“This…is a strange one. Of all the trinkets I’ve seen, this one is quite unique.”
“It is?” Arthur asked.
“Yes, these types are very rare and very obscure too,” he raised his head to meet Arthur’s gaze, “where did you get this?” the appraiser asked, staring eye to eye with the Zafara.
“From a deserted cavern.” Arthur said.
“Where?” This time his tone was noticeably firm, catching Arthur slightly off guard.
“In the Haunted Woods.”
The Bori stared at him for a moment, then turned his gaze back to the talisman.
He turned to the bookshelf behind him, sifted through several books and then dragged one out, slamming it onto the stone table. Arthur let out a raspy cough, shutting his eyes as he was enveloped in clouds of dust. He waited as the elder Bori skimmed through the pages, keeping a keen eye on the talisman.
For a long while he studied the trinket. Arthur stood there patiently, not uttering a single word, until finally the silence was broken.
“You said you found this in a deserted cavern, didn’t you?”
“Yes, I just found it lying around. Why?”
The appraiser eyed him closely, “Did you, then? If what you told me is true, this is no ordinary talisman. This is the kind that sorcerers and arch-mages would use to enhance their abilities and wield their immense power. That, and from the lack of familiar markings of any known province on this trinket, I can safely say that this is a mystical artifact from an ancient civilization long lost to the ravages of time, obscured from the public eye within the farthest reaches of the world.”
Arthur was struck with surprise, “Wait, how do you know—?”
The Bori grabbed the book and slammed it shut, scattering more dust into the air, forcing Arthur to let out another coughing fit.
“Ancient history and civilizations is my passion, as I’m sure you can see from my collection here. I have been collecting records from many of Neopia’s most renowned explorers and archaeologists on some of the more famous and just as mysterious, places in our world, from Geraptiku and the Lost Island, to the most recent discoveries. But only to an extent you see, as there are many mysteries this world holds that are still not yet uncovered even today.”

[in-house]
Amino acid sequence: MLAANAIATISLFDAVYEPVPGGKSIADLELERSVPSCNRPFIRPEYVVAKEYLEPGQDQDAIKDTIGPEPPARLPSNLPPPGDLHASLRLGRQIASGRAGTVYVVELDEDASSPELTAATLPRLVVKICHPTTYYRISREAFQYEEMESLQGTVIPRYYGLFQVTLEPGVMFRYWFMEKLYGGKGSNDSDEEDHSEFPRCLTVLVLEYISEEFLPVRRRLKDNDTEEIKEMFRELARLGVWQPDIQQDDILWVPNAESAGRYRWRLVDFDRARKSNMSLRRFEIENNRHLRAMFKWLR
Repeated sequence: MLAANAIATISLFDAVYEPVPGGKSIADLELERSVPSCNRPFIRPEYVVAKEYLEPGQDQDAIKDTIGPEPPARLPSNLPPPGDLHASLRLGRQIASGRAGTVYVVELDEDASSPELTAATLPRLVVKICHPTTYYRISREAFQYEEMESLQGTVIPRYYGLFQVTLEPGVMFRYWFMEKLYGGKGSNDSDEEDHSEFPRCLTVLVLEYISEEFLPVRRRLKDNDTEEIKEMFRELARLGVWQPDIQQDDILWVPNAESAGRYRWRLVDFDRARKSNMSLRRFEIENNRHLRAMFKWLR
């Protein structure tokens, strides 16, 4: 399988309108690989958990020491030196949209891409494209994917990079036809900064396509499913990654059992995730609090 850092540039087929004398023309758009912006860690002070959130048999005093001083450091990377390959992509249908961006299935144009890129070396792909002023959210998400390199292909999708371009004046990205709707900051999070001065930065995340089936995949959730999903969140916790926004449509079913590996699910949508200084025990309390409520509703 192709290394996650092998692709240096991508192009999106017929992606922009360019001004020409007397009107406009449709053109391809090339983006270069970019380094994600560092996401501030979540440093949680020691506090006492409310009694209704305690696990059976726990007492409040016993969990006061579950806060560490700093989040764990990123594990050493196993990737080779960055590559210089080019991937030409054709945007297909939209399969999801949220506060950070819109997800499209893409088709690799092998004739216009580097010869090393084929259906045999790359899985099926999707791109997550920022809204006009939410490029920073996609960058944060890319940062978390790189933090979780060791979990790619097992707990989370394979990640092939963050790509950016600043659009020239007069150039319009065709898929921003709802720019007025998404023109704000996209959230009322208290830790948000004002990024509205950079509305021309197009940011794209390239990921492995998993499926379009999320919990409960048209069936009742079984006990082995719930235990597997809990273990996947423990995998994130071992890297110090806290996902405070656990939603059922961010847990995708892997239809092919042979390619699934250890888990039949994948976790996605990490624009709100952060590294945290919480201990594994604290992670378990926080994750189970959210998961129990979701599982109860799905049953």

The appraiser held up the talisman to Arthur’s face, “See this creature here?”
He found himself staring into the carving of the strange winged creature once again; the inexplicable sensation Arthur felt earlier came rushing back.
“Yes, I’ve seen it before, but…what is that…thing?”
“From what I could gather from similar recollections from ancient civilizations with motifs like this one, its very likely that this creature here is the depiction of what was believed to be an ancient entity, a creature said to be so ancient, that no one alive remembers its name. What this idol meant to the population is hard to say. Perhaps it was a deity they thought existed, or perhaps it is just a motif, a decoration. We may never truly know after all.”
For a short time, Arthur just stared back, his eyes wide with the most superstitious curiosity.
“I couldn’t find any answers in the Brightvale libraries or the Archives of Altador. I’ve had Tarla take a look at it and not even she could tell me what this is, but you can?”
“Tarla? Bah! What does she know?” The elder Bori scoffed, “they should have sent you to me from the start! Unlike her, I for one am an expert on these kinds of ancient trinkets. It’s an interest I developed a long time ago…when I was a young lad. I used to be quite the archaeologist back in my day. Left no stones unturned.”
“I see.” Arthur said.
As the appraiser rambled on, a passing cloud blocked the sun, dimming the light shining through the window. Arthur’s eyes were drawn to the delicate ruby encrusted on the trinket. His eyes suddenly widened. In the moment before the sunlight crept back into the room, he could have sworn he saw a weak ethereal gleam emanate from the jewel. But this time it was different, rather than shine in the light, it seemed to subdue into a darker shade of red.
Did that ruby just glow? He thought.
“How old this amulet really is, I cannot say. But as for any questions you may have about its power, well, I hope you were expecting to be disappointed, because it seems that any power it could have had, is very likely to have long since been used up before you discovered it. It is no secret that enchanted artifacts like this one, no matter how strong the magic within them, slowly lose their effects and eventually dissipate into nothingness given enough time, perhaps a few hundred years. This ruby, which would have held much of the mage’s power, is now no more valuable than any gem you could dig up in Tyrannia. Other than that, that’s all I can really tell you. For all I know you might have just found one of the biggest archaeological finds in your life.”